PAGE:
Freya Su

University of Tasmania
The Southern Hemisphere’s vulnerability to the effects of climate change on building hygrothermal behaviour

Australia is surrounded by vast stretches of ocean. Here in the Southern Hemisphere, there is a larger proportion of water to land, giving us a unique geographic vulnerability as seas warm with the effects of climate change. More water is being added to the atmosphere than ever before, and as temperatures rise, this will only increase.

Hygrothermal analysis is extremely sensitive to humidity and rain. Contemporary hygrothermal research is centred on studies and validations located in the Northern Hemisphere and doesn’t consider the south’s emerging challenges of high humidity and rainfall. If Australia continues to rely on research that doesn’t give us the full picture, our hygrothermal analysis and simulations will produce poor results for envelope design and NCC regulations.

The Indian Ocean Dipole (IOD), Southern Annular Mode (SAM), and El Niño–Southern Oscillation (ENSO) are three major oceanic patterns that influence climate. Over the past decade, climate change has increased sea surface temperatures (SST) and disrupted these patterns. This presentation proposes a climate variation scenario based on climate change’s effects on Southern Hemisphere oceanic patterns, with a methodology to produce a contiguous 10-year weather file. The 10-year file will be used for hygrothermal and mould simulation using WUFI PRO. This will be compared to a simulation using a climate file created using the Hygrothermal Representative Year (HRY) climate methodology.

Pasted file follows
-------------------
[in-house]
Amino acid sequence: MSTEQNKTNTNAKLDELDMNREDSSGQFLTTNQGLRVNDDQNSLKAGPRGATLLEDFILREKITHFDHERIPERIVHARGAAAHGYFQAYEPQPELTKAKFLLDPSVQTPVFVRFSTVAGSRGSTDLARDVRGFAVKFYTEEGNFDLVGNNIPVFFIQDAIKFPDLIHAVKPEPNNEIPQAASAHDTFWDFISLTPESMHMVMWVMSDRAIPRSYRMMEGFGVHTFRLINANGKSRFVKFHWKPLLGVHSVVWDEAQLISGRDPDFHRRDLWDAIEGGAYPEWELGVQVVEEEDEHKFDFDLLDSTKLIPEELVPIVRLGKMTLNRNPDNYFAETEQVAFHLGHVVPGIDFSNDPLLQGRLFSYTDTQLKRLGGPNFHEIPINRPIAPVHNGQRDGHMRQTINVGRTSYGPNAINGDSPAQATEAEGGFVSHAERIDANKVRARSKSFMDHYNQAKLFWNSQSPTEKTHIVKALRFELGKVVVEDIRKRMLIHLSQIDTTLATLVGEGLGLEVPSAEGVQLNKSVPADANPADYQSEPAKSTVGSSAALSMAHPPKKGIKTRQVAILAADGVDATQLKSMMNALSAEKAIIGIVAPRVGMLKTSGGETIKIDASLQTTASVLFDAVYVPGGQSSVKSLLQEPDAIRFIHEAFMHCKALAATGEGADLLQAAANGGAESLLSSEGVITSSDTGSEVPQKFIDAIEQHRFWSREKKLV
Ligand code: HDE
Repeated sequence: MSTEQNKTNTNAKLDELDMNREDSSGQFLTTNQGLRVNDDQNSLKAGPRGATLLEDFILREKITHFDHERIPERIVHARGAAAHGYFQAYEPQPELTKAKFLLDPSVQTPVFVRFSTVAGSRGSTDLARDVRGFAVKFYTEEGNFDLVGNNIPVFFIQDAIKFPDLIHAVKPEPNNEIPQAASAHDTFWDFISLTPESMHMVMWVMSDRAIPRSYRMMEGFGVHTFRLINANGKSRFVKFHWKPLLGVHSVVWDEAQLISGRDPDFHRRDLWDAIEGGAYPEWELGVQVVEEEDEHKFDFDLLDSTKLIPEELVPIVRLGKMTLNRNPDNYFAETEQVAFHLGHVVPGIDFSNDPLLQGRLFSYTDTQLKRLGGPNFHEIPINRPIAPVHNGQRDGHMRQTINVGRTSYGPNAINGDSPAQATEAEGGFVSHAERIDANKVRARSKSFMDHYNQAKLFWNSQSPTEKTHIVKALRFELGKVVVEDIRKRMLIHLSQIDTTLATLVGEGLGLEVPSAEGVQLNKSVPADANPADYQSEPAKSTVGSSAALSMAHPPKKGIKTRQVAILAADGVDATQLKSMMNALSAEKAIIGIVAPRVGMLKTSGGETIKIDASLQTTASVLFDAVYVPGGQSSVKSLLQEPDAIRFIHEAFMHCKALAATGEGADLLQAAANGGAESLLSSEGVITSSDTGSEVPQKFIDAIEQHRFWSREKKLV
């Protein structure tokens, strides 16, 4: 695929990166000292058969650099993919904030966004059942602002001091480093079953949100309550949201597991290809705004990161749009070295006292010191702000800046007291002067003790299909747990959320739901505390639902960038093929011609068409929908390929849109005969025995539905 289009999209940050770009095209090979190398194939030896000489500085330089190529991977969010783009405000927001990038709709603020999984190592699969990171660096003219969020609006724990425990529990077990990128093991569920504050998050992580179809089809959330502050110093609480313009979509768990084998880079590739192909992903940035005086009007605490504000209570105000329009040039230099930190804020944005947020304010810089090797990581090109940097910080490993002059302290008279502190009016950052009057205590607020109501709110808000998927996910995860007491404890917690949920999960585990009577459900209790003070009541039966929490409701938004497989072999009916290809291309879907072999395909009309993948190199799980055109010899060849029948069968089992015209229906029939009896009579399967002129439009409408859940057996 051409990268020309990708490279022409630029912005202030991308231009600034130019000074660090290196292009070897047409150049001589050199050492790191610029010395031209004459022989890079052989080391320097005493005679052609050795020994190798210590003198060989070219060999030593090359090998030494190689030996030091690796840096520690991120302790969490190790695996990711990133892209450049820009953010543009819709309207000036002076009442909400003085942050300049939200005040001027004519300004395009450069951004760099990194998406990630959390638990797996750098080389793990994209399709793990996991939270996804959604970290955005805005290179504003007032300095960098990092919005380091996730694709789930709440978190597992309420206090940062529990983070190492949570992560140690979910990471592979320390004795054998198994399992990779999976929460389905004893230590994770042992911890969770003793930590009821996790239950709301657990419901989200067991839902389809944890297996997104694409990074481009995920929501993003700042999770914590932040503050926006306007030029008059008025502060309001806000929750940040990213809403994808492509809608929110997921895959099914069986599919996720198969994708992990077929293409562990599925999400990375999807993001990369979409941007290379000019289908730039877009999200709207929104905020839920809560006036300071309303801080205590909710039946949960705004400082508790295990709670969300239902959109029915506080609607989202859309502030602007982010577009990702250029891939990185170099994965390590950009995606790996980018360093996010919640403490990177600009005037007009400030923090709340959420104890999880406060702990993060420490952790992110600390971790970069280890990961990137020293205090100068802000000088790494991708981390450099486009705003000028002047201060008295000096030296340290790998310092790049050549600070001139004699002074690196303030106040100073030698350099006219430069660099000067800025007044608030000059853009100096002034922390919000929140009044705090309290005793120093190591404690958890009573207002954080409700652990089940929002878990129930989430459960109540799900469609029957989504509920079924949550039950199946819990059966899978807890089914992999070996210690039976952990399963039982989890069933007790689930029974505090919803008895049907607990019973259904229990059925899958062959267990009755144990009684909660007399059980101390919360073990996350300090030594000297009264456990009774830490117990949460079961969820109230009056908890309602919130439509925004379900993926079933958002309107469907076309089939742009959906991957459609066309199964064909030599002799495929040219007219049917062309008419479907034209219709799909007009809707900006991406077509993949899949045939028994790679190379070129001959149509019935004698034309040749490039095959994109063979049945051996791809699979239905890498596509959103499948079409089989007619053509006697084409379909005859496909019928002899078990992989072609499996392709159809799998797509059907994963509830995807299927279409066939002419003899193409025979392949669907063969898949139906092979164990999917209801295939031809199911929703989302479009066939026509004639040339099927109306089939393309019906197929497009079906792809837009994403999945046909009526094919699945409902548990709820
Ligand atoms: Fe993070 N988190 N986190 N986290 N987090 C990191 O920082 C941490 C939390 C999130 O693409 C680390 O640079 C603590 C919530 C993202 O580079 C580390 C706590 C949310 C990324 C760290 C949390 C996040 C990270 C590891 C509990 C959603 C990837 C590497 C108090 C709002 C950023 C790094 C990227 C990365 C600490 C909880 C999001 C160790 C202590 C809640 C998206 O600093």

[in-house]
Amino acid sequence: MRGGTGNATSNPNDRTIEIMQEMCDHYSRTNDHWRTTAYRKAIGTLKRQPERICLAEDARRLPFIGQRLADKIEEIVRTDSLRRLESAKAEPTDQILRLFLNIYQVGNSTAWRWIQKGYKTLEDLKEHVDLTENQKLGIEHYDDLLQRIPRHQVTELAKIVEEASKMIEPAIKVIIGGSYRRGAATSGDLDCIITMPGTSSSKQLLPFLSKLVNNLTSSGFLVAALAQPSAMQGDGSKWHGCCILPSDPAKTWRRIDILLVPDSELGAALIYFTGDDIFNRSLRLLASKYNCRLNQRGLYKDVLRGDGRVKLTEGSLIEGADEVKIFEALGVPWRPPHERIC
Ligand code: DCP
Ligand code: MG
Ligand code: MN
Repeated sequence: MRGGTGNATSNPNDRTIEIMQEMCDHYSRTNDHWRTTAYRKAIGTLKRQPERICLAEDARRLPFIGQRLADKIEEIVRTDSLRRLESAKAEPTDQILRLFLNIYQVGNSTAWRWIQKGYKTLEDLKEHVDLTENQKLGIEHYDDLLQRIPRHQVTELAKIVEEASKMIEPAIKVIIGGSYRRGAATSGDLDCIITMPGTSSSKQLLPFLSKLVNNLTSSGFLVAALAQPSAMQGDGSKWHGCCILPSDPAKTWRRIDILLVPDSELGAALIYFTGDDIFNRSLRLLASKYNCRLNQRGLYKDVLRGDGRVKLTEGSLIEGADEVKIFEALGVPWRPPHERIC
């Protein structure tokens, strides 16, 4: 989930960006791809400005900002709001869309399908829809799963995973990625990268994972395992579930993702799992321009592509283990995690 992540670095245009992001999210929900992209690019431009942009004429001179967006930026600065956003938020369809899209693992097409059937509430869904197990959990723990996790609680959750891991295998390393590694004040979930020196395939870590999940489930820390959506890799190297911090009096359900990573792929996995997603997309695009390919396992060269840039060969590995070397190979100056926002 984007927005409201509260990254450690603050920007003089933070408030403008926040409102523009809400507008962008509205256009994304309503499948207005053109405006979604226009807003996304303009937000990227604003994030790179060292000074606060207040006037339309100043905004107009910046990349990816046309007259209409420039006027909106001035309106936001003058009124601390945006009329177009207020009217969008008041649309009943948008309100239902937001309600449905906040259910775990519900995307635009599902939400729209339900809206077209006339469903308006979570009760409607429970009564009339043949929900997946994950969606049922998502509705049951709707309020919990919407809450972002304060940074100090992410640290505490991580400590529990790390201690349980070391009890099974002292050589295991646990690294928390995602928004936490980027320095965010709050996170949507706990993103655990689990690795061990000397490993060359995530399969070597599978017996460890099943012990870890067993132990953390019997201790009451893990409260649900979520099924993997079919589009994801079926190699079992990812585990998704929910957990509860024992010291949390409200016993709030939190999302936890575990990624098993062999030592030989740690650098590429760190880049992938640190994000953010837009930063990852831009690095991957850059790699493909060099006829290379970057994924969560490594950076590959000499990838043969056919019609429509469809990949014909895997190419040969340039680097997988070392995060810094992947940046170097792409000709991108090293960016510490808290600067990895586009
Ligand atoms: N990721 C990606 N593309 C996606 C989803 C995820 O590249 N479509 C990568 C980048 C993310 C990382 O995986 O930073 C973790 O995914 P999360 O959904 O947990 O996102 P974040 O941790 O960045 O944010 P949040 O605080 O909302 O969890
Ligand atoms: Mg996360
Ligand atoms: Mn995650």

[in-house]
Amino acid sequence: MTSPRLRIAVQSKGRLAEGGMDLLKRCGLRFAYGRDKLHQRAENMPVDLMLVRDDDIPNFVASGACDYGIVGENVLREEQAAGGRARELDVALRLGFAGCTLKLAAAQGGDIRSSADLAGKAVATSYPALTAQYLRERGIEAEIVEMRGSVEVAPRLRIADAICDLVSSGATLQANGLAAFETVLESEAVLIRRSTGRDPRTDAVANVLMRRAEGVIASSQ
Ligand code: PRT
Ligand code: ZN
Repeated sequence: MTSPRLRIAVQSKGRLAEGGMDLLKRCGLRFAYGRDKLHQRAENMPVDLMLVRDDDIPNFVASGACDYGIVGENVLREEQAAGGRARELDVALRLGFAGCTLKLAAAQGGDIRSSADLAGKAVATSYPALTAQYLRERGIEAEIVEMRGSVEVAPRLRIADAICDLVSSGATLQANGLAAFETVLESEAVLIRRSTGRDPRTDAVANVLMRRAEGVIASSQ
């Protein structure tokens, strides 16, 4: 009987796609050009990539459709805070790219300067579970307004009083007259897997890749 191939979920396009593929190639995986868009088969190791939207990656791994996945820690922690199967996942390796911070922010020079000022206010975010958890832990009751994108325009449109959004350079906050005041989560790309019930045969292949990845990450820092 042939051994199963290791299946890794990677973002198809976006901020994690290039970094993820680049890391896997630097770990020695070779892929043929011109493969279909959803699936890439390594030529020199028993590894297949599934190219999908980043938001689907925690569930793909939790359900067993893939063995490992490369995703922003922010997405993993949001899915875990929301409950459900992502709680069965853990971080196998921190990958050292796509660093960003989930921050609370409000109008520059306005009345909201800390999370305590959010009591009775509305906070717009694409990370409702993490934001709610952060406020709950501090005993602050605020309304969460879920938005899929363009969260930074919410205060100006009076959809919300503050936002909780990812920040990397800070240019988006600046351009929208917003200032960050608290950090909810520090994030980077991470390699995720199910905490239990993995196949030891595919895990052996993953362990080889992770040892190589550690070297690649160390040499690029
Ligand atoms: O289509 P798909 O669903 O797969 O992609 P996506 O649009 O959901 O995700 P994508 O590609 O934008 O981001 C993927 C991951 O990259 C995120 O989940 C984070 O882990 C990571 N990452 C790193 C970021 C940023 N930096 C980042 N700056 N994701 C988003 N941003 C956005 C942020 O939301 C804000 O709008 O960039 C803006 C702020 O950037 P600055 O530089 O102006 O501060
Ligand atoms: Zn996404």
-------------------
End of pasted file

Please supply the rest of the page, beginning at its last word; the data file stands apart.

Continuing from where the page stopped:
About Freya Su:

Freya Su is a PhD student in the architectural science lab at the University of Tasmania. Her PhD investigates the relationship between hygrothermal simulation and climate data. Before beginning her current studies, she worked as a research assistant with Mark Dewsbury, M.AIRAH, and co-authored condensation-related publications. In 2015, Freya founded Snug House Tasmania, conducting airtightness testing and energy-efficiency assessments in a multi-disciplinary building design studio.